BLOGS

My Plastic-Free Month that might have worked out for an Orang Utan

Inspired by the news around plastic pollution I answered the rallying cry of the Story of Stuff to forego plastic this July.

Not all my friends agreed with the decision. There are the Whats-The-Point crew who argue the simplicity of arguments are misleading. Their views are echoed here. The Go-For-It crew however say that everything is worth trying. Encouraged by their enthusiasm, I went for it.  As its 31st July, I thought I might reflect and share  how I got on.

As a starting point, I bought milk in glass bottles. This is pleasing, but no easy matter. In my case it involved buying a lot of vegetables – all delicious – from Farm Drop.  I got very excited reading that Waitrose had organic jersey milk in bottles. After an exuberant cycle over to a shop I found the bottle was plastic! What???

Farm Drop calls itself the greenest supermarket. I’m not sure. Most of the veg comes plastic free with some mad exceptions, like baking potatoes! I was disappointed to discover that meat is all plastic wrapped so after a first attempt I decided not to buy it. Apparently the issue is regulation re health and safety. So we will all drown in the dying earth, but at least we won’t have food poisoning which is a comfort. The service is great and prices OK given the small producers and  provided you take advantage of special offers.  And yes, before you comment, I know dairy is a questionable industry but I am not there yet.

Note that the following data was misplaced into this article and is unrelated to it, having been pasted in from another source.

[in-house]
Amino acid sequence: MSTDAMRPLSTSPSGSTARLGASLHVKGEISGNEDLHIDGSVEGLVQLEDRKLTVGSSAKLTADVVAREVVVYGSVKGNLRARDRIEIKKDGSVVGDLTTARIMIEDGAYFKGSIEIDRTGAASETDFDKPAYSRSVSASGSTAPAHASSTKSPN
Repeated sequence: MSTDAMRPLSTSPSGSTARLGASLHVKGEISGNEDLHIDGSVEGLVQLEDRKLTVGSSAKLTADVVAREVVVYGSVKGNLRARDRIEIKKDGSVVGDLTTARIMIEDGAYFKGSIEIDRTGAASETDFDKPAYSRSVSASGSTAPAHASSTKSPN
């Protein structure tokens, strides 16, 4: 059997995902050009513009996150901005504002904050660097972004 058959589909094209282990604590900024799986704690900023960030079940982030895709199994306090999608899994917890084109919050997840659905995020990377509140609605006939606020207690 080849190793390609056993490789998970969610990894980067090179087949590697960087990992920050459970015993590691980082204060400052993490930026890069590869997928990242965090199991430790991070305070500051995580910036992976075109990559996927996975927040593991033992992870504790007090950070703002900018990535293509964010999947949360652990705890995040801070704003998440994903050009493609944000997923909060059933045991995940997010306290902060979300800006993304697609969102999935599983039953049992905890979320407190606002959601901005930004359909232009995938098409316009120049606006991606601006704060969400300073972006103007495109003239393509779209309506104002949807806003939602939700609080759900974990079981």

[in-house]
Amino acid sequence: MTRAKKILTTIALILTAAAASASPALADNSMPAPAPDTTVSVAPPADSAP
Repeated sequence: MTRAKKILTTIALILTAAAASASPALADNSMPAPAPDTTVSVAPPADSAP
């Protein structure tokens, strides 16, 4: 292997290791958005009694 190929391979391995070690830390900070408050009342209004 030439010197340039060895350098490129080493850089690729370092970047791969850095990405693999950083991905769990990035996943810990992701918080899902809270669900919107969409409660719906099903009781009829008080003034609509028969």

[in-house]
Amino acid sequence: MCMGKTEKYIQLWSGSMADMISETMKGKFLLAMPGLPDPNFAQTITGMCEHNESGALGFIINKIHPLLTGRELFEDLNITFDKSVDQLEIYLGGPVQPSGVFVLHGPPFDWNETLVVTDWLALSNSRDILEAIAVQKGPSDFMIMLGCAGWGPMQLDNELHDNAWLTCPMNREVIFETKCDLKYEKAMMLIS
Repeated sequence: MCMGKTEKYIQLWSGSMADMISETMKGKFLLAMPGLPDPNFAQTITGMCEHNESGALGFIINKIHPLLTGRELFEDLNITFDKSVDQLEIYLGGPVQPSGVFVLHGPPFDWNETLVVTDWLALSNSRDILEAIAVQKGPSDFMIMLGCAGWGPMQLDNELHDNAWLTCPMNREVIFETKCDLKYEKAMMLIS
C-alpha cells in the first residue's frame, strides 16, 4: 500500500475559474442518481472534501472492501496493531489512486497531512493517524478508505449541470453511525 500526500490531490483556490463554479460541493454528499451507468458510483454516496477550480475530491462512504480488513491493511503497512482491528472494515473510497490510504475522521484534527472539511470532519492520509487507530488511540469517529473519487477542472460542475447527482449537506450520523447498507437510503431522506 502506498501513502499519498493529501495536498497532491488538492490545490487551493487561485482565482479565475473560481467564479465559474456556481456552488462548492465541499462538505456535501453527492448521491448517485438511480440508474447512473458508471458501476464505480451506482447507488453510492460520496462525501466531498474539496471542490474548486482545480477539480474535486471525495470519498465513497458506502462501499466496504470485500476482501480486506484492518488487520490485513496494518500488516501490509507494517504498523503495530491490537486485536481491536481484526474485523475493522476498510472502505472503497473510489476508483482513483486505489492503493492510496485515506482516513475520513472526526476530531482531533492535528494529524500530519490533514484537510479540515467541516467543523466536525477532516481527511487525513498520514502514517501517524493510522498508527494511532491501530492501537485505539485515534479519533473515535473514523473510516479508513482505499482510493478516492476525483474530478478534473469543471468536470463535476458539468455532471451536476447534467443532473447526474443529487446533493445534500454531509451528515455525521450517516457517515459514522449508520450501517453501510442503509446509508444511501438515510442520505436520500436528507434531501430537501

I am fortunate in Clapham Junction having two great plastic free shops nearby: Hetu is small, friendly and well stocked and even has “alternative” milk in glass bottles; The Source is part of a larger group and feels like it. This has meant for pasta, flour, pulses and oils everything is easy and its amazing how all those cloth bags that are now the rage as freebies come in handy for purchase and storage.  On a recent trip to France I was surprised at how much more widespread plastic free shopping seems to be.

It is easy to wash and clean the house without plastic. Soap Nuts are generally miraculous, plastic-free shampoo bars and homemade cleaning  products are pretty straightforward.

Overall I have thrown away significantly less trash – I haven’t yet filled a bin this month, and only a very small proportion has been plastic. I have also realised how much plastic there is on things when you are thinking about it. Supposedly this is keeping our food fresher, but, while a cucumber might last for two weeks in plastic, does this makes us so much less likely to waste it that the plastic is justified?